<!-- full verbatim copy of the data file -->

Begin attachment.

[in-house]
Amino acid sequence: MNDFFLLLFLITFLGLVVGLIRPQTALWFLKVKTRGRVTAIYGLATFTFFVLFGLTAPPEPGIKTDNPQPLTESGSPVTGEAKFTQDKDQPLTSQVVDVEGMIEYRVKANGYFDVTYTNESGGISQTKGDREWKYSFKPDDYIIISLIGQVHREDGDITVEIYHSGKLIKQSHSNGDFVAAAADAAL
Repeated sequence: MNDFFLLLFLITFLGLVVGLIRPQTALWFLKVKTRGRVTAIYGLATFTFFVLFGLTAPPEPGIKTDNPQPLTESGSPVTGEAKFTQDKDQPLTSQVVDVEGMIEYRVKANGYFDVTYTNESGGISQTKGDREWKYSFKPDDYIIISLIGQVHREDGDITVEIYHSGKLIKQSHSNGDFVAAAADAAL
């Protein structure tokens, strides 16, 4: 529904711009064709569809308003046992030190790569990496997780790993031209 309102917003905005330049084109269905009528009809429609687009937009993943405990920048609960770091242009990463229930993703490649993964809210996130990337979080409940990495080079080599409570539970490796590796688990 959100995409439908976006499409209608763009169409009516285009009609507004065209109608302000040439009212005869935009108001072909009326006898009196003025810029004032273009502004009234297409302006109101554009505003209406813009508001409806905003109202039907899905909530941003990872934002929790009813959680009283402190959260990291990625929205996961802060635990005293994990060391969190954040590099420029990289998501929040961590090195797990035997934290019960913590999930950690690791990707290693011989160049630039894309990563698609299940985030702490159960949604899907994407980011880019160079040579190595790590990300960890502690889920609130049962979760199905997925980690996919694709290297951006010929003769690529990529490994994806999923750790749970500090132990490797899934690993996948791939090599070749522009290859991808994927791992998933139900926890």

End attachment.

[in-house]
Amino acid sequence: MNDFFLLLFLITFLGLVVGLIRPQTALWFLKVKTRGRVTAIYGLATFTFFVLFGLTAPPEPGIKTDNPQPLTESGSPVTGEAKFTQDKDQPLTSQVVDVEGMIEYRVKANGYFDVTYTNESGGISQTKGDREWKYSFKPDDYIIISLIGQVHREDGDITVEIYHSGKLIKQSHSNGDFVAAAADAAL
Repeated sequence: MNDFFLLLFLITFLGLVVGLIRPQTALWFLKVKTRGRVTAIYGLATFTFFVLFGLTAPPEPGIKTDNPQPLTESGSPVTGEAKFTQDKDQPLTSQVVDVEGMIEYRVKANGYFDVTYTNESGGISQTKGDREWKYSFKPDDYIIISLIGQVHREDGDITVEIYHSGKLIKQSHSNGDFVAAAADAAL
């Protein structure tokens, strides 16, 4: 529904711009064709569809308003046992030190790569990496997780790993031209 309102917003905005330049084109269905009528009809429609687009937009993943405990920048609960770091242009990463229930993703490649993964809210996130990337979080409940990495080079080599409570539970490796590796688990 959100995409439908976006499409209608763009169409009516285009009609507004065209109608302000040439009212005869935009108001072909009326006898009196003025810029004032273009502004009234297409302006109101554009505003209406813009508001409806905003109202039907899905909530941003990872934002929790009813959680009283402190959260990291990625929205996961802060635990005293994990060391969190954040590099420029990289998501929040961590090195797990035997934290019960913590999930950690690791990707290693011989160049630039894309990563698609299940985030702490159960949604899907994407980011880019160079040579190595790590990300960890502690889920609130049962979760199905997925980690996919694709290297951006010929003769690529990529490994994806999923750790749970500090132990490797899934690993996948791939090599070749522009290859991808994927791992998933139900926890």